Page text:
Seales has drawn raves from Gundy since last August, when he and Hays were the “other” receivers in a class marked by more high-profile recruits at the position. A two-star prospect and another late take, Seales had to wait his turn down in Port Arthur, Texas, at Memorial High.
“My junior year, we had a lot of stars on the team, they didn't really showcase me that much,” Seales said. “But my senior year, I really got it together. I had a great senior year.
“It was kind of frustrating, but God always has a plan for you. And he had a plan for me to show up my senior year.”
Eventually, the Cowboys showed up, too, offering a scholarship.
It was a similar situation with Childs last winter. OSU running backs coach Jemal Singleton liked Childs, but the Cowboys didn't have room for him in the class, until Joseph Randle opted to jump to the NFL. Now Childs is in play for some touches behind Jeremy Smith and Desmond Roland.
“Jemal Singleton stayed in touch and told me they really wanted me,” Childs said last February. “He said, ‘As soon as we have a scholarship available, we're offering it to you.'
“And as soon as Joseph Randle decided to go in the draft, he called me the same day.”
Hays had to wait even longer.
“I woke up, watched all my friends sign,” Hays said. “I always thought I was going to be up there signing, too. And I wanted to play Division I football, so I didn't sign with somebody else.
“I knew if Coach Monken called, it would be to offer me a scholarship. When he called, I just ran out in the hallway. I got an adrenaline rush.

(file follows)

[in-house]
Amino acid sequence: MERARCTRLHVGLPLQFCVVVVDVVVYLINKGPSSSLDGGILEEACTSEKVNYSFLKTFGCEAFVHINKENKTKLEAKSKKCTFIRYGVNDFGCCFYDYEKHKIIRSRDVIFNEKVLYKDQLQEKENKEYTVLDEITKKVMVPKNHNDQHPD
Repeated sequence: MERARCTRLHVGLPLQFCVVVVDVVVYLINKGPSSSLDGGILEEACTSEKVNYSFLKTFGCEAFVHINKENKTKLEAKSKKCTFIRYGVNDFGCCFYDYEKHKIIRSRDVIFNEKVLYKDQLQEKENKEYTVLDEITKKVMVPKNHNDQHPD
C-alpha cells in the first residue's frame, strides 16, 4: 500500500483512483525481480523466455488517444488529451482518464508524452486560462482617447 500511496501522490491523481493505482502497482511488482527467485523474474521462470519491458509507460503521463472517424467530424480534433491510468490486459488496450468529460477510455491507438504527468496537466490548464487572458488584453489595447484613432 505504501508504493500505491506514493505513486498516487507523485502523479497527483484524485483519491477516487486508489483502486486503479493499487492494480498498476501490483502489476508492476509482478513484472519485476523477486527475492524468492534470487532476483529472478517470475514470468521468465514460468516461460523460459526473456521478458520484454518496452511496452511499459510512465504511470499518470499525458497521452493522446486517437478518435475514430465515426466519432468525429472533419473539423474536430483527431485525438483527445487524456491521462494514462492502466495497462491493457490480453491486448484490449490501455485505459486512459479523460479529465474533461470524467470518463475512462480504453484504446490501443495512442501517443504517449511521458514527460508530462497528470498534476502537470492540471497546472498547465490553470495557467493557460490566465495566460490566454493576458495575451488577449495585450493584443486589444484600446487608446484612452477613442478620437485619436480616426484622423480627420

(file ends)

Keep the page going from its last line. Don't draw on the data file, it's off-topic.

“I called my dad, he came up and we signed the (letter of intent) and faxed it back in about two minutes. It was cool.”
Hays had been hurt in his junior season, when players typically solidify their stature, leading to commitments the following summer.
As a senior, he produced, turning 55 receptions into 1,060 yards and 14 touchdowns for a Reagan team that advanced to the quarterfinals of the state playoffs. He earned Class 5A All-State notice by the San Antonio Express-News, yet scant notice from major college recruiters.
“I was trying to get him to walk on for god's sake,” Monken said.
Yet on signing day, with a scholarship to give, Monken called Hays out of class.
“It's unfortunate that they're offering kids so early and don't get to see kids all the way through their senior year,” Hays said. “But that's how it is nowadays. I think the best thing to do is keep playing and do as much as you can.
“And sometimes it works out.”
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